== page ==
When Sharing Your Faith is Costly – The woman in the story works for the government-run National Health Service (NHS) in the UK: “Miss Wasteney had discussions about Christianity and Islam with a junior colleague, Enya Nawaz, and offered to pray with her when she became upset about health problems. She also invited her to church and gave her a book called I Dared to Call Him Father, about a Muslim woman who converted to Christianity. However, Miss Nawaz accused her of trying to convert her to Christianity and made a formal complaint. Miss Wasteney was suspended for nine months while the East London NHS Foundation Trust investigated.” In a story update, the Employment Appeals Tribunal ruled against her.

On My Own Blog – A look at what I call Spiritual Recidivism and a review of Did God Kill Jesus by Tony Jones.

Finally… – How younger leaders can gain credibility, from Brad Lomenick who tracks up-and-coming Christian leaders, 11 suggestions. Sample: “Become an expert NOW, even before you need to be. Set a standard of excellence way before you’re the leader in charge who is expected to. That way when it’s your turn to come off the bench you are ready.”

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February 23, 2011

Wednesday Link List

In addition to usual type of links this week, there are some general links to the whole of some blogs you know and some that will be new to you.

  • Here’s a C201 post dealing with the subject of balanced worship that also contains a couple of classic CCM songs. Check out Worship with Both Hands.
  • Sadly, the hostage drama off the coast of Somalia did not end well. Our prayers are with the families of the two couples who perished in the rescue attempt.
  • Trevin Wax raises the issue of Evangelical churches baptizing children by immersion at very, very young ages. Here’s the link, and we’ll also return to this discussion on the weekend.
  • Got 66 minutes?  Elevation Church (Steve Furtick) has put together a video on their church’s story on the occasion of their fifth anniversary.
  • Speaking of videos, here’s the latest from Hillsong at GodTube.
  • Speaking of the number 66, here’s an idea: A series of word images (or clouds) processed in the style of Wordle of the text from each book of the Bible sold as 11 x 17 posters at 66 Clouds.  See sample at right.
  • Once again, another biting commentary at Shaun Groves’ blog. “According to some college chaplains… long term exposure to Christian music may have unsavory side-effects. They feel like they’re fighting bad theology and unbiblical perceptions created by the music business. Their students grew up listening to K-LOVE in the minivan on the way to school with mom. They grew up in “event-driven” churches singing songs from “stars” who also came to town to play concerts.Did the industry change the church/students or did the church/students change the industry? ” Read the full article.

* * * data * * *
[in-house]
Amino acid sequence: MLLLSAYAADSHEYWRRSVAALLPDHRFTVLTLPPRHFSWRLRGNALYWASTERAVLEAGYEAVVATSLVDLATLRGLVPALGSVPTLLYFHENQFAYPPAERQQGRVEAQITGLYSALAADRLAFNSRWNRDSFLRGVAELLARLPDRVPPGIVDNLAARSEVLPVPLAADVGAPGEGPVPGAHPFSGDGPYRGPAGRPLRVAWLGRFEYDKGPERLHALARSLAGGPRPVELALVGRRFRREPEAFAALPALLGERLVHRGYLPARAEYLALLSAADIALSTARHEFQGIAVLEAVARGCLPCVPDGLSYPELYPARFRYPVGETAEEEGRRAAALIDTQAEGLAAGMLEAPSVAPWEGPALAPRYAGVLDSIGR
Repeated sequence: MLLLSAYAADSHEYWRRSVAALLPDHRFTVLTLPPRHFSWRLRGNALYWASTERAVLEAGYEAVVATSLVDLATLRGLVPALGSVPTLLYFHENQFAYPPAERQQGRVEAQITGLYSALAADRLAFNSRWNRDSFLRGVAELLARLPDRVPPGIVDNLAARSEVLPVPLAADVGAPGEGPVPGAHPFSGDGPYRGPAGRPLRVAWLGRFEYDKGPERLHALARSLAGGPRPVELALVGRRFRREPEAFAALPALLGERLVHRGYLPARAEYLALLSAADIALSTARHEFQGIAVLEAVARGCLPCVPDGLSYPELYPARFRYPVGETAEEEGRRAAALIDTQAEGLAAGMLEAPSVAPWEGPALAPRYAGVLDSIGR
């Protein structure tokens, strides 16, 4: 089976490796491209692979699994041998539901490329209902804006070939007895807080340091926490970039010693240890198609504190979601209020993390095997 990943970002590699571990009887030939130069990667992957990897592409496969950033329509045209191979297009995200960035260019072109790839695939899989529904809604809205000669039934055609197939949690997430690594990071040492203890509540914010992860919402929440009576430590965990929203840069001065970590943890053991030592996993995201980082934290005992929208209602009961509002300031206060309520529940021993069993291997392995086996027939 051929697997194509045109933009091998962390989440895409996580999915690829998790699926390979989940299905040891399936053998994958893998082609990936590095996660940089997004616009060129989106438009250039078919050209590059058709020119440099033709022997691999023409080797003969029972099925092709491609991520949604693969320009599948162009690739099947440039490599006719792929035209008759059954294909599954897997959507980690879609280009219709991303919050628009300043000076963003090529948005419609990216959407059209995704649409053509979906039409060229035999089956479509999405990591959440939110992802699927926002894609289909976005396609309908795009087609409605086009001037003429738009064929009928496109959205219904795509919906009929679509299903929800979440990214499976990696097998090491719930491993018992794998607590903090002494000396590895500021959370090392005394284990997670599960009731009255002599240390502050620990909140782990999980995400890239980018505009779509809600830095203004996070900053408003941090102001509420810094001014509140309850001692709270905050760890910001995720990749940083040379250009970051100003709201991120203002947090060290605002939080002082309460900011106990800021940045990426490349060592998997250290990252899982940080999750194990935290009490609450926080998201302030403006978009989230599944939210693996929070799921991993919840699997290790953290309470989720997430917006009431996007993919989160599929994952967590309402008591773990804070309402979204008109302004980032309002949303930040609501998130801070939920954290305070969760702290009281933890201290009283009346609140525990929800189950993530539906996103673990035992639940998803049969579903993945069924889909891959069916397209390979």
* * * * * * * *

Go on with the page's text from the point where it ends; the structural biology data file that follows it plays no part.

• Bluefish TV inexplicably decides to make a total mockery of purity rings. They’ve finally produced a video that isn’t appropriate to show at church or at youth group. So guys, why bother?
  • Philip Yancey returns to Christianity Today with this question, Is America Going the Way of Europe in Turning Its Back on Christianity? Using the example of the Netherlands, he shows that dramatic change can occur within just two generations.
  • Follow Pete Wilson’s ten day trip to Kolkata, India — he’s back now — by linking to his blog and scrolling back to February 9th and reading forward.
  • Random link: I really enjoy Stuff Fundies Like.  This site has a lot more edge than that other Stuff…Like blog, and is, in reality, more like a Fundamentalist version of Growing Up Catholic. (Or if you grew up in the Evangelical world, you might call this, “Killing Me Softly With His Blog.”) If it’s not part of your online routine, check it out, and go right back to the beginning and read every single post!
  • More serious random link: I don’t know any blogger who has faithfully kept the pro-life agenda on the front burner like La Shawn Barber.  Blogging since November, 2003, her blog is a history of events in that movement, and textbook must-reading for anyone who wants to understand this issue.
  • Here’s how Drew Marshall described Chad and Sarah Markley: “They grew up in the church, got married, fought everyday, then began to get wasted and party on the weekends just to escape and cope, even while Chad was leading worship in their church. Eventually porn crept into the marriage. Eventually Chad became a workaholic. Eventually Sarah had an affair with Chad’s friend. Eventually one of Sarah’s friends told their pastors. Eventually…” This couple survived her three-year affair and discussed it openly on last week’s show — online audio available Friday — and continues to discuss it at her blog.
  • Here’s another general link, not to a specific post, but I think this blog deserves an award for its most unusual name.  Check out Jamie, The Very Worst Missionary.  (Loved her Feb 3 post for her son’s 13th birthday.)(And the rest of her honesty and transparency.)
  • Warning to all concerned: Never show up at The Creation Museum in Petersburg, Kentucky on Date Night with a same sex date. (Typical date night pictured at right.) And tickets are non-refundable. But step back for just a moment: Why do they even have a date night?  (“Hey Lisa, we’re going to the Creation Museum tonight.” “Oh Mark, you pick the most coolest places.”)
  • If you gave up sports a long time ago, but you’ve still got a thing for statistics, here’s more analysis on the differences between the old NIV and the new NIV.
  • Let me see if I’ve got this one right: Your kids go door to door selling “magabooks” (half magazine, half book) which answer the musical question, “Will My Pet Go to Heaven?”  All for just $14.95 U.S.
  • One last general link here, from which yesterday’s post here at Thinking Out Loud was stolen borrowed; reiterated here because this grandfather of all blogs has been around since January of 2000. Yikes! It’s in its twelfth year! Check out GraceWorks.ca
  • Tomorrow begins the fourth year of this blog! How will we celebrate? Stay tuned. (Actually, I have no idea at this point…)
  • Our closing picture this week — I know you would have preferred another shot of Adam and Eve at the Creation Museum — is from Cathy at the USAToday blog, Faith and Reason.  Just so ya know, the church is Catholic and the retail is $39.99 U.S.